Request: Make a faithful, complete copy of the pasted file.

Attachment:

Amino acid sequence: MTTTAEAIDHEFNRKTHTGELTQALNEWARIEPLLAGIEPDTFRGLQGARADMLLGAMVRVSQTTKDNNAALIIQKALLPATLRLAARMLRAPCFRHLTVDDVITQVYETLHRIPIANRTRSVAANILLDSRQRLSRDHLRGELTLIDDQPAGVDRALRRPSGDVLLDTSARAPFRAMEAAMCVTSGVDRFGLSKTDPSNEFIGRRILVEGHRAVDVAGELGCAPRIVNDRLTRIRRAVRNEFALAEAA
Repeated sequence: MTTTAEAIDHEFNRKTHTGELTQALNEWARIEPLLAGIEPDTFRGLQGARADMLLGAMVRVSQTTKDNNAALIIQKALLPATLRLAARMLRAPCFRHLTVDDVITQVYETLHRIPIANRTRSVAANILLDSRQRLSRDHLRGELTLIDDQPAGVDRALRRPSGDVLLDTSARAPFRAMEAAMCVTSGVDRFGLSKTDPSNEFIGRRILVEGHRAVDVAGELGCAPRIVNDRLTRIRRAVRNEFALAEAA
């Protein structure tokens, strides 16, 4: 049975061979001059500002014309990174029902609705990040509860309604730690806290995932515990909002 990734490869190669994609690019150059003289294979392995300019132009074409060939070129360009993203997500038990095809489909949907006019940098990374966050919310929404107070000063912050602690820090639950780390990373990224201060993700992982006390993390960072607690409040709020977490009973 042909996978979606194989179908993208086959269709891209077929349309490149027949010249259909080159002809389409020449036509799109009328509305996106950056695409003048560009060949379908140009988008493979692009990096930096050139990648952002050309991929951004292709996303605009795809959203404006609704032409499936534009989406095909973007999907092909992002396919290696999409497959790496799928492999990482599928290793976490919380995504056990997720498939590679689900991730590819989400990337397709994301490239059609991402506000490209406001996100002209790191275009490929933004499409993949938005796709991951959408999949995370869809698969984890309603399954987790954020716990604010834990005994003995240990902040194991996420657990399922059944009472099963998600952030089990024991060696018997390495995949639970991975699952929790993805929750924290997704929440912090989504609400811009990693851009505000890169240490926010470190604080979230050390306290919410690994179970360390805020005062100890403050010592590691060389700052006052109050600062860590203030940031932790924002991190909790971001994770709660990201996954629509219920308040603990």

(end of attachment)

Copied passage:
Amino acid sequence: MTTTAEAIDHEFNRKTHTGELTQALNEWARIEPLLAGIEPDTFRGLQGARADMLLGAMVRVSQTTKDNNAALIIQKALLPATLRLAARMLRAPCFRHLTVDDVITQVYETLHRIPIANRTRSVAANILLDSRQRLSRDHLRGELTLIDDQPAGVDRALRRPSGDVLLDTSARAPFRAMEAAMCVTSGVDRFGLSKTDPSNEFIGRRILVEGHRAVDVAGELGCAPRIVNDRLTRIRRAVRNEFALAEAA
Repeated sequence: MTTTAEAIDHEFNRKTHTGELTQALNEWARIEPLLAGIEPDTFRGLQGARADMLLGAMVRVSQTTKDNNAALIIQKALLPATLRLAARMLRAPCFRHLTVDDVITQVYETLHRIPIANRTRSVAANILLDSRQRLSRDHLRGELTLIDDQPAGVDRALRRPSGDVLLDTSARAPFRAMEAAMCVTSGVDRFGLSKTDPSNEFIGRRILVEGHRAVDVAGELGCAPRIVNDRLTRIRRAVRNEFALAEAA
């Protein structure tokens, strides 16, 4: 049975061979001059500002014309990174029902609705990040509860309604730690806290995932515990909002 990734490869190669994609690019150059003289294979392995300019132009074409060939070129360009993203997500038990095809489909949907006019940098990374966050919310929404107070000063912050602690820090639950780390990373990224201060993700992982006390993390960072607690409040709020977490009973 042909996978979606194989179908993208086959269709891209077929349309490149027949010249259909080159002809389409020449036509799109009328509305996106950056695409003048560009060949379908140009988008493979692009990096930096050139990648952002050309991929951004292709996303605009795809959203404006609704032409499936534009989406095909973007999907092909992002396919290696999409497959790496799928492999990482599928290793976490919380995504056990997720498939590679689900991730590819989400990337397709994301490239059609991402506000490209406001996100002209790191275009490929933004499409993949938005796709991951959408999949995370869809698969984890309603399954987790954020716990604010834990005994003995240990902040194991996420657990399922059944009472099963998600952030089990024991060696018997390495995949639970991975699952929790993805929750924290997704929440912090989504609400811009990693851009505000890169240490926010470190604080979230050390306290919410690994179970360390805020005062100890403050010592590691060389700052006052109050600062860590203030940031932790924002991190909790971001994770709660990201996954629509219920308040603990």